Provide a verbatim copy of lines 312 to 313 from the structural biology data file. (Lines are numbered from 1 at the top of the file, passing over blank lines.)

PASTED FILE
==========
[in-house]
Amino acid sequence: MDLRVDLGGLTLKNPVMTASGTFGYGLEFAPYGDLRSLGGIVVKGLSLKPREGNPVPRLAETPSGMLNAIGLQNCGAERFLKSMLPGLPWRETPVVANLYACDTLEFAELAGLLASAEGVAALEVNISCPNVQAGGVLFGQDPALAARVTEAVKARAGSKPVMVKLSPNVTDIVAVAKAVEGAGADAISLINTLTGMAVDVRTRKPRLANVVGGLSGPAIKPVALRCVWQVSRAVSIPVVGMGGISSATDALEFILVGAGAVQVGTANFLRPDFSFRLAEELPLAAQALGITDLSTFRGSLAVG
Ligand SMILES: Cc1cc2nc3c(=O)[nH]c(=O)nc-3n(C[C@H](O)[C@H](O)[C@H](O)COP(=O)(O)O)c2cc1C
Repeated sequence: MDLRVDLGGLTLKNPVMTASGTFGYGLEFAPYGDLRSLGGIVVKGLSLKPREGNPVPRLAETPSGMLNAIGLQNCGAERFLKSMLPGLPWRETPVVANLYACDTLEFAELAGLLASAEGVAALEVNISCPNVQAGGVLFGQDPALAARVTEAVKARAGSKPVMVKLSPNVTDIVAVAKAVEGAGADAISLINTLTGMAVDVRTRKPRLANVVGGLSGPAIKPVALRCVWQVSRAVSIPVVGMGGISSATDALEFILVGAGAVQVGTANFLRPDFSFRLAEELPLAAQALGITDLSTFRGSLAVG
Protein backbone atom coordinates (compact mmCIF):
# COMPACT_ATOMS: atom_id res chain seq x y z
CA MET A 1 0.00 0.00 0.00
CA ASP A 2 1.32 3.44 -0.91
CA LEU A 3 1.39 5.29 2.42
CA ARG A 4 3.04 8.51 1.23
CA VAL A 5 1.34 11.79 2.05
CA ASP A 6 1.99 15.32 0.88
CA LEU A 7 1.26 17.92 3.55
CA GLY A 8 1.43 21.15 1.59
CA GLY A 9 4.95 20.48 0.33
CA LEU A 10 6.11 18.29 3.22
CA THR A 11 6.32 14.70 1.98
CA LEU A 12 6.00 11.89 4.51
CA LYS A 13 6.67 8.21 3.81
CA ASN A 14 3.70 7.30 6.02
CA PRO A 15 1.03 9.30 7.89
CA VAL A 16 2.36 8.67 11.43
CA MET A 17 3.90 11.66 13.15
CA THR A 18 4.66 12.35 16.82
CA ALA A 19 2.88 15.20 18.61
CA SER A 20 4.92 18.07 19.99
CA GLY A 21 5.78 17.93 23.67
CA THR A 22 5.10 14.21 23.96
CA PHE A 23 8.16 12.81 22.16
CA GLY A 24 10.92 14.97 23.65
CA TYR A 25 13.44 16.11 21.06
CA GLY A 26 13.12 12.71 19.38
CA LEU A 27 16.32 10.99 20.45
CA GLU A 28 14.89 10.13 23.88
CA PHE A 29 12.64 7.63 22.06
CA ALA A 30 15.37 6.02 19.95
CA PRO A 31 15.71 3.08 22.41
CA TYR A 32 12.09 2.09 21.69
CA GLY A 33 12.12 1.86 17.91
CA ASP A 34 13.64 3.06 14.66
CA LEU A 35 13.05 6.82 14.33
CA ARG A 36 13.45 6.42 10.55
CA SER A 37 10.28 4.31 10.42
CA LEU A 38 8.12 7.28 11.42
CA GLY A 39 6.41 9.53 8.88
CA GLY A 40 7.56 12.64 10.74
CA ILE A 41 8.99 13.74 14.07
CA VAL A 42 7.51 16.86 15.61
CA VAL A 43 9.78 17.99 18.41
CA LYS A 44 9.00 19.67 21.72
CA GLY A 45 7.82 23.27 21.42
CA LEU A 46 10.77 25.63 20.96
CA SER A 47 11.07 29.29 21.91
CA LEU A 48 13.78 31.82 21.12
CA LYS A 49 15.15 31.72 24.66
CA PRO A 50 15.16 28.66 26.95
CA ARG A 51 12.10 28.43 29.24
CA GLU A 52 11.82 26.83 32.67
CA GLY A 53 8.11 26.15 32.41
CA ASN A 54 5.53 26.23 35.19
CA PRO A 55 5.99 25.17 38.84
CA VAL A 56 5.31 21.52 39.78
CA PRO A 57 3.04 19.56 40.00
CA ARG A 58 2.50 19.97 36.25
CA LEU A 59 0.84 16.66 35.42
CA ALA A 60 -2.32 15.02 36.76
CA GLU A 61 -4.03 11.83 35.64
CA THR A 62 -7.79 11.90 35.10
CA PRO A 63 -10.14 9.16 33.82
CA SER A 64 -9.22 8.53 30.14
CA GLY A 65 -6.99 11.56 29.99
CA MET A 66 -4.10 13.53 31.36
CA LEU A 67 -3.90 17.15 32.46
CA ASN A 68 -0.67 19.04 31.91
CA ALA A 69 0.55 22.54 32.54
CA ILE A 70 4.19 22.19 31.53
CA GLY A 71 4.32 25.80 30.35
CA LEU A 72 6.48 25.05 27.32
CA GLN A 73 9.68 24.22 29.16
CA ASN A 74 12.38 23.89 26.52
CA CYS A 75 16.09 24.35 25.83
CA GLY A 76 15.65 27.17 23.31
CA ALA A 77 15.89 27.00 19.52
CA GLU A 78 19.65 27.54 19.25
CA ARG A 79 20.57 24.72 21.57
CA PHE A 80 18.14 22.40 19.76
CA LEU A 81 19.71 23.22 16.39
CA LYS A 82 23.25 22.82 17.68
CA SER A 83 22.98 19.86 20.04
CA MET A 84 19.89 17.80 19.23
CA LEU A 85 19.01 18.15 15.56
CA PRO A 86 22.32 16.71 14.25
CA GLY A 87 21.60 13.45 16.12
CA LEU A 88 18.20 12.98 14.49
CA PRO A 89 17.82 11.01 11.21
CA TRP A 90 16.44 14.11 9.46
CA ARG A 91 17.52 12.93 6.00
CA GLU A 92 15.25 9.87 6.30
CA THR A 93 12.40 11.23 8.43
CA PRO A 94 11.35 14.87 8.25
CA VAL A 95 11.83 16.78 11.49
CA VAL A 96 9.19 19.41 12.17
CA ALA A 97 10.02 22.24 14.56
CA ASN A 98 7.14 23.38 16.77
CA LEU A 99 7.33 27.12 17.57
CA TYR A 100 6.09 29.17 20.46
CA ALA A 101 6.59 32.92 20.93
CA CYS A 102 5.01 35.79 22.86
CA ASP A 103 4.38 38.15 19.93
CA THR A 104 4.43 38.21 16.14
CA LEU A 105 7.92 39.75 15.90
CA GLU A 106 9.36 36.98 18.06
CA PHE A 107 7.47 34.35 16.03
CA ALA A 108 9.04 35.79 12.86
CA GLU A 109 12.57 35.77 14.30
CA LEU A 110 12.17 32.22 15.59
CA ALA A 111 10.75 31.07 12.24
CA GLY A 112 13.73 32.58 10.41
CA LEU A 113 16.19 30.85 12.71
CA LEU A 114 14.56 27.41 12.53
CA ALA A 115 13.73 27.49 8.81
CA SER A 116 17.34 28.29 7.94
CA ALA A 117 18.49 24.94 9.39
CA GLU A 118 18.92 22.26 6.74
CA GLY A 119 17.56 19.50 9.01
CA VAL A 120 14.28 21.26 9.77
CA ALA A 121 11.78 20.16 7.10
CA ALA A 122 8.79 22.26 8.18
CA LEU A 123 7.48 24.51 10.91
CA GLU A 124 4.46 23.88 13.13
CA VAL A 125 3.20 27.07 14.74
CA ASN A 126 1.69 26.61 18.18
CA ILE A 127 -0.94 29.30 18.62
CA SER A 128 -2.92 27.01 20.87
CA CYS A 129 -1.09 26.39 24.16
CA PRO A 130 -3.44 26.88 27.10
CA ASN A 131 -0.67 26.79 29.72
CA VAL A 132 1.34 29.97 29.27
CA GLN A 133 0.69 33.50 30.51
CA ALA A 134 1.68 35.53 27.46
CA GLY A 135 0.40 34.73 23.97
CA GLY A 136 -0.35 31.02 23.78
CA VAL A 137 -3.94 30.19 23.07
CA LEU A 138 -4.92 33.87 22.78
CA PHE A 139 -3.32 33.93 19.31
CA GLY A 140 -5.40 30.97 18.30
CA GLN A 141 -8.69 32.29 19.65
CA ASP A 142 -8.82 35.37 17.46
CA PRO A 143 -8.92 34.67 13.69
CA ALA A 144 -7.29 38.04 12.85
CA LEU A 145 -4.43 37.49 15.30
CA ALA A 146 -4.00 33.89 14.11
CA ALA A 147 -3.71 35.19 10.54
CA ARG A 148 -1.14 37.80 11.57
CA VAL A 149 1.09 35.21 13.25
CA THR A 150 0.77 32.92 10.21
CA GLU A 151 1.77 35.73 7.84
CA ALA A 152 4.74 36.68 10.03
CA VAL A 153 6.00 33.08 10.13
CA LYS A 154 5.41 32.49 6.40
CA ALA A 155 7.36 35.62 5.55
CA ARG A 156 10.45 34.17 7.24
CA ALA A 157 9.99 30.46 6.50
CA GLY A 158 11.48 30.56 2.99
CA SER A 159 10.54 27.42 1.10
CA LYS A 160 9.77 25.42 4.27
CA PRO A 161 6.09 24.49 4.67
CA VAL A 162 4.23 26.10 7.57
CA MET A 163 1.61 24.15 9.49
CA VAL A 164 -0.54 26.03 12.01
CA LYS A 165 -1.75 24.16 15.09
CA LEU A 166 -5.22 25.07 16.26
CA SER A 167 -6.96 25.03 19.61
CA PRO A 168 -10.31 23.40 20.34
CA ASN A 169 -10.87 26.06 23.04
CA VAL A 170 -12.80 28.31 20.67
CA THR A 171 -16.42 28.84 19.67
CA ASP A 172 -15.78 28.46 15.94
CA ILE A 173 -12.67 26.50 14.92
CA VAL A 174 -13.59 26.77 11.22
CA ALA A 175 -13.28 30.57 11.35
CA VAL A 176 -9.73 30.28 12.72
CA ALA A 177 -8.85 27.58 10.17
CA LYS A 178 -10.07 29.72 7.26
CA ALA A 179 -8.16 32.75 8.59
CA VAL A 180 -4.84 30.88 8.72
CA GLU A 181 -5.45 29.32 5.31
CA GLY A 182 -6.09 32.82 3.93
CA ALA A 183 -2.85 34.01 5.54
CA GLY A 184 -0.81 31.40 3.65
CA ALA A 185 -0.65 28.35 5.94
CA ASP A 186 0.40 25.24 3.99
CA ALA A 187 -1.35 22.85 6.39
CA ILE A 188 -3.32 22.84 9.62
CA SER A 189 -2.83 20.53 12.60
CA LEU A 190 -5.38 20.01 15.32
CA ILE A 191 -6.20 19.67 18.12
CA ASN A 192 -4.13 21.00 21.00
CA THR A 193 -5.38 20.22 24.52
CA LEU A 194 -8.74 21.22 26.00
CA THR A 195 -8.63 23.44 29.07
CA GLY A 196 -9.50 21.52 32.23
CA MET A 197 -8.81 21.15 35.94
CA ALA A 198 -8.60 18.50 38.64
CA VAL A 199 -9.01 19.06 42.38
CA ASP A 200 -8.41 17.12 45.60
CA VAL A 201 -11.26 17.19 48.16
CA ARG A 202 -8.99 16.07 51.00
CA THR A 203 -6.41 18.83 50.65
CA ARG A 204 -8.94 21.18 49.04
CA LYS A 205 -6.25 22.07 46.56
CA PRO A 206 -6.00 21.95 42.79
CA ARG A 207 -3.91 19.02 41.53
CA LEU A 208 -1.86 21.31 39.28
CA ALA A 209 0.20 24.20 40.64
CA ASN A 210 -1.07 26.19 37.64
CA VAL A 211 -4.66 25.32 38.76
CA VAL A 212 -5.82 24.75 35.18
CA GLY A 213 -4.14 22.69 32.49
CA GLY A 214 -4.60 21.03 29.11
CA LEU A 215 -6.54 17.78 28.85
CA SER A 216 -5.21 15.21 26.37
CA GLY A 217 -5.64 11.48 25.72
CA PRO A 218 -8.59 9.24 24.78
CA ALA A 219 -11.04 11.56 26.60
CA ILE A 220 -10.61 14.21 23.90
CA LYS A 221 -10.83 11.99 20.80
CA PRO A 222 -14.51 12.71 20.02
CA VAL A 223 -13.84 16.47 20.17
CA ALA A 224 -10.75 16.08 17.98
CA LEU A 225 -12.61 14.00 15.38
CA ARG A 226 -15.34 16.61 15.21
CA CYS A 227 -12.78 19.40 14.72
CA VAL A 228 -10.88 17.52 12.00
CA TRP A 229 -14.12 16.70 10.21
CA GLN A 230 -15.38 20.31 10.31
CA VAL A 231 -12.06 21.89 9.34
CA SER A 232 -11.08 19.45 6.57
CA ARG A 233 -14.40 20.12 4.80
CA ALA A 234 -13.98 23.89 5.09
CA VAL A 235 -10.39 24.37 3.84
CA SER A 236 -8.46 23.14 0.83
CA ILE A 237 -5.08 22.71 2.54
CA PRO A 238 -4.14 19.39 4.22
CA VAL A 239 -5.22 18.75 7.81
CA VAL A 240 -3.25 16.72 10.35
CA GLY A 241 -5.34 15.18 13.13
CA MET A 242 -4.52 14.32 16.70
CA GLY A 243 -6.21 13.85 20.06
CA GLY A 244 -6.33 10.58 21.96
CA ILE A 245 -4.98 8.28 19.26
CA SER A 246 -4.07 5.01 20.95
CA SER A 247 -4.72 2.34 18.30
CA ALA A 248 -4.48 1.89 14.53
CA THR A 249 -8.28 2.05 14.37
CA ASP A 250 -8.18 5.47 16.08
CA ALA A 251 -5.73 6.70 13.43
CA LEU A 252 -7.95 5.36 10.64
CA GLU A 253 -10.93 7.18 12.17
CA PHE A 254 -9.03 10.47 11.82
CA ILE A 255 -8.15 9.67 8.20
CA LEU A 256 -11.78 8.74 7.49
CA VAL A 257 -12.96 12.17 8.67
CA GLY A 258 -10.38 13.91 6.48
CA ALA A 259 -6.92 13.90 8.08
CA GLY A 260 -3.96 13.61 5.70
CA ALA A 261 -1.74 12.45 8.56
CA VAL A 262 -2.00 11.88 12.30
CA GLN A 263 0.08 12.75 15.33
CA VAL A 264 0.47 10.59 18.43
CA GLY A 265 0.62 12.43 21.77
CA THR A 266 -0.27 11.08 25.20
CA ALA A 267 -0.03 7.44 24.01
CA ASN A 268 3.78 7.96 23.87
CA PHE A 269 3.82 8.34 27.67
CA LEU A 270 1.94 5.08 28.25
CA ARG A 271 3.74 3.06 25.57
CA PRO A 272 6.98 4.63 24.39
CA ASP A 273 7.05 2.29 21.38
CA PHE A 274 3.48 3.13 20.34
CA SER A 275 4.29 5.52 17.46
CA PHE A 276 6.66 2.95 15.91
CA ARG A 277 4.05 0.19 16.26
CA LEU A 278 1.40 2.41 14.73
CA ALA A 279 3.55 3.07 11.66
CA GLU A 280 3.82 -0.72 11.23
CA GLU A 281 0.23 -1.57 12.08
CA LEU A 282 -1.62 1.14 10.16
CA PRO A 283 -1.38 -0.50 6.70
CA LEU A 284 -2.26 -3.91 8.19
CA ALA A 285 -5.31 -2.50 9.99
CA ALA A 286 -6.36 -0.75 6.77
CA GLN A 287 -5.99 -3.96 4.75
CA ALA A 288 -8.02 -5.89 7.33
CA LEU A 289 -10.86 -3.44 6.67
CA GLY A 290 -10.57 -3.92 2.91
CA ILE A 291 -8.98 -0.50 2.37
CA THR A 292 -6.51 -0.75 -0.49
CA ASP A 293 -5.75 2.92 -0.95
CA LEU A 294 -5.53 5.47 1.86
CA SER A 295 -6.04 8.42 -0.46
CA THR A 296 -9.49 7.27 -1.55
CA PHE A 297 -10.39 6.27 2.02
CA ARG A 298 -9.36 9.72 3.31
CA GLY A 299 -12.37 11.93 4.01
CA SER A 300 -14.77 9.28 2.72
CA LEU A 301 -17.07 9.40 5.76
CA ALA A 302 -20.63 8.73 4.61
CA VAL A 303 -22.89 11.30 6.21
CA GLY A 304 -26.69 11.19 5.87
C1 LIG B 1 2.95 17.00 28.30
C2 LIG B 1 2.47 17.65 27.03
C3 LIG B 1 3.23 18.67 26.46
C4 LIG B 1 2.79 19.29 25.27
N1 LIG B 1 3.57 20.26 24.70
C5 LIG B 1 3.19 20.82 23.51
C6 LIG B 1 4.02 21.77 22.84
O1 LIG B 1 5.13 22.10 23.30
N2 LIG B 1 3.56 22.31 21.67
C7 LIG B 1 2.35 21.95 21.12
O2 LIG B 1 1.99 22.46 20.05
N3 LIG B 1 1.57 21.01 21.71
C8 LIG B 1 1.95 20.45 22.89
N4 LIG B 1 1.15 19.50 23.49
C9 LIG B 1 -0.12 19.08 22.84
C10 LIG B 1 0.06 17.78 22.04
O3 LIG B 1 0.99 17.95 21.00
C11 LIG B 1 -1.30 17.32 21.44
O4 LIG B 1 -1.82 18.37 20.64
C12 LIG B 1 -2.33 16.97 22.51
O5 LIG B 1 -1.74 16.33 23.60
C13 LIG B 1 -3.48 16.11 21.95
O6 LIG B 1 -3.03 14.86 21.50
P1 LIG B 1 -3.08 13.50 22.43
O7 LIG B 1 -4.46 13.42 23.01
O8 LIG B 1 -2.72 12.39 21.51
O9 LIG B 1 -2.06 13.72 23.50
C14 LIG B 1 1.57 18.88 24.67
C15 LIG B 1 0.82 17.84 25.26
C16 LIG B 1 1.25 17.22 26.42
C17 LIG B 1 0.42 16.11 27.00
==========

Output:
C2 LIG B 1 2.47 17.65 27.03
C3 LIG B 1 3.23 18.67 26.46